Becoming good at something you don’t know

Sindhu Murugavel
3 min readSep 9, 2020

It makes inherent sense to become good at doing something you know. But how can you be good at something you don’t know?

Photo by Daniel Mingook Kim on Unsplash


First of all, let me convince you why you need to excel at something you are unfamiliar at. In our day-to-day jobs, we are posed with things that are new. The situation demands you to do it whether you like it or not. In my opinion, it is better to put a positive spin on it rather than do it for the heck of it. Here’s how you make something constructive than being a drag.

— It’s nice to take up a challenge

Doing a very mundane job everyday — you start to doubt whether you have skills anymore. That is the point at which you become super saturated and feel stupid. You are desperate to prove to yourself how you are still a good learner. Enter, challenge!

— You get a rush:

Once you accept the challenge, you start to work on it. You spend hours and hours with a squirming stomach even though it’s lunch time and your favorite lunch is just an order away. All because of the interest and sudden brain adrenaline rush that causes you to keep looking up ways that can help the problem at hand. You won’t stop until you solve it.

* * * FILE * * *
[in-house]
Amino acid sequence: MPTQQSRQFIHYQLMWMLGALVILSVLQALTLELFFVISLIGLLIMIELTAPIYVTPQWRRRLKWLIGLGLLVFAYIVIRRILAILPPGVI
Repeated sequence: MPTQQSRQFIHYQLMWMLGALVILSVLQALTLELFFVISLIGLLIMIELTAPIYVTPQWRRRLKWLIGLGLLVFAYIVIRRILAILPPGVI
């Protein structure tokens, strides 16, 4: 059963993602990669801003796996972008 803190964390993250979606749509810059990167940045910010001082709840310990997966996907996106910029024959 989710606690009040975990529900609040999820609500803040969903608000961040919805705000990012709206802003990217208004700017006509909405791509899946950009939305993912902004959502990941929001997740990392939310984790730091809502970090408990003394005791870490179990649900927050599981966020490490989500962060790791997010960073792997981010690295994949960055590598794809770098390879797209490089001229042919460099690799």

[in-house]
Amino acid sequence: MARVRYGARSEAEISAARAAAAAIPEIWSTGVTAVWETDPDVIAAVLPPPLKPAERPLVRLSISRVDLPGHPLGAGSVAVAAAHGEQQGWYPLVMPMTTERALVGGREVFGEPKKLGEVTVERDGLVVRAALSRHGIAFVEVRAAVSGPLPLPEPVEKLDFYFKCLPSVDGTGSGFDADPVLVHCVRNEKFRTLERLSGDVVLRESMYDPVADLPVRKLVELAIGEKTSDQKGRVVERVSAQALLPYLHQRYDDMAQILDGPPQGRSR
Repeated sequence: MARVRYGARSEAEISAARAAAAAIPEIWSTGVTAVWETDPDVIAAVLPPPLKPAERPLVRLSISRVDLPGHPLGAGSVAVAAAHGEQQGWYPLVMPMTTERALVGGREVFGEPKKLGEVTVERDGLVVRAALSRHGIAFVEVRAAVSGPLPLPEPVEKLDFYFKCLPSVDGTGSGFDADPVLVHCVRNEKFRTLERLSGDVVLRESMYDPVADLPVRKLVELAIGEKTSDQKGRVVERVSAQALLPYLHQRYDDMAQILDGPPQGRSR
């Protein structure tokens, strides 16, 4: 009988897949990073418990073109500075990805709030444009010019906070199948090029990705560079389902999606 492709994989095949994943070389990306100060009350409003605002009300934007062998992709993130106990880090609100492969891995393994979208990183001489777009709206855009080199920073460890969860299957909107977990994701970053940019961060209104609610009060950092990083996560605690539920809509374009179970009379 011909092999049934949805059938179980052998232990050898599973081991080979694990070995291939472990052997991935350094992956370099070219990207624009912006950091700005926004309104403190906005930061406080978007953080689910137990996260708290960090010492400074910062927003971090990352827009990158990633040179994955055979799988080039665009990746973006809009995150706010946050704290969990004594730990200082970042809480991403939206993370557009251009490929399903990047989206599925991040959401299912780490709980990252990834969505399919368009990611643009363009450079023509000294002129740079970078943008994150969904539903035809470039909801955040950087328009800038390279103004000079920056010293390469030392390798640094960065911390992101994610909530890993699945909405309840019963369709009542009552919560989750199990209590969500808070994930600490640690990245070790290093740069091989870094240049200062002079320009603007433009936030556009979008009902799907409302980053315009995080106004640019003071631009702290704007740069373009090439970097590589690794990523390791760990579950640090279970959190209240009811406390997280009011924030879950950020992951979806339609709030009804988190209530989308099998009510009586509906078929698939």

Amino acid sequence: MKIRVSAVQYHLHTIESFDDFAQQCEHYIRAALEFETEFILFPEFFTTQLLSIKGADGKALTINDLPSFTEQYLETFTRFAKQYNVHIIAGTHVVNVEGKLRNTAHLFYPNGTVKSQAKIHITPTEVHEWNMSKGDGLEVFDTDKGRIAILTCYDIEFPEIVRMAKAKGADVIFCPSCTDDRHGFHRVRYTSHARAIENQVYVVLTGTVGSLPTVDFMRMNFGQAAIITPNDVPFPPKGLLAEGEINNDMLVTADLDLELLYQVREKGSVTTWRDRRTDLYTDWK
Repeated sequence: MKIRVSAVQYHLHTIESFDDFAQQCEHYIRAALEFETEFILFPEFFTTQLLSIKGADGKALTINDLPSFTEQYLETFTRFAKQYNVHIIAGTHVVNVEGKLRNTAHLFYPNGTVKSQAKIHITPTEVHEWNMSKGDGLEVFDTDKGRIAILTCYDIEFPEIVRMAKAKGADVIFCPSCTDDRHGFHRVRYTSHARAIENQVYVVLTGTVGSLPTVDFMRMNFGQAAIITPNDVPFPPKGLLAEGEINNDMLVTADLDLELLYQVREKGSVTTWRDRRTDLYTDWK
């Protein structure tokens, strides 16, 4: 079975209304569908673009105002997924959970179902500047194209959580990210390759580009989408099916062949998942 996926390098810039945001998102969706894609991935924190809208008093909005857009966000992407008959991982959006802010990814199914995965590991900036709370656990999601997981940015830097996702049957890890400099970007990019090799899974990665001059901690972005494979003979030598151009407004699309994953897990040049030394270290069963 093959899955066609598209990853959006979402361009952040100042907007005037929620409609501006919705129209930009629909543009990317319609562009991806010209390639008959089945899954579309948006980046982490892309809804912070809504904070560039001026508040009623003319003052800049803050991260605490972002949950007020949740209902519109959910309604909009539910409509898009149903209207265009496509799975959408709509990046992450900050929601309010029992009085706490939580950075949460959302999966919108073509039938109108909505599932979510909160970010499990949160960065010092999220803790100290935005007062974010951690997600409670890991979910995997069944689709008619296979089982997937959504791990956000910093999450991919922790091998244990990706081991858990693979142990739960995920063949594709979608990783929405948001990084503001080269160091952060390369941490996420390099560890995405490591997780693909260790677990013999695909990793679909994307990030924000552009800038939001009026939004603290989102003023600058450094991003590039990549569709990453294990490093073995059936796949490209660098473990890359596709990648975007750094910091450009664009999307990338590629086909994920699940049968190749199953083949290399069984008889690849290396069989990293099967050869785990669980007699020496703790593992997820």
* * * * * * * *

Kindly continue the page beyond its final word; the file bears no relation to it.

— You learn something new:

This is a very important point. Even though something is irrelevant to you, doesn’t mean you can’t learn it. By doing this deep self woven learning you gather knowledge and value that you cannot put a price on. It might not help you tomorrow, but someday!

— Your self-esteem gets a boost:

Pick up something you don’t know and succeeding at it gives your self-esteem a whoop whoop!Once you accomplish this, you can safely restore faith in your brain cells and more importantly, in yourself.


There are 5 key things to do if you’d like to become good at something you don’t know.

— Do your Search/Research

Google is your best friend. Google anything and everything. Beware of the web of links that might drench you in a world of unimportant or deviating solutions. Do not get lost in it. Always be subjective to your problem and look only for the thing you need.

— Spend time

Obviously you need to allocate time for a much focused search. Build blocks of uninterrupted time for this — I say “uninterrupted” because its naturally difficult to come back to a train of thought on something we know, so it would be much more painful to get back on track for something you barely know.

— Apply

Research might give you a good start on things but if you don’t put it to use then you are getting nowhere. Applying learnings can help imprint the right and wrong approaches to solving the problem in your head. This way you won’t go back and try something you already did and will not feel overwhelmed as well.

— Repeat

This step is the most difficult step. The above three points need to be iterated over and over again until the desired result is achieved.

Good luck!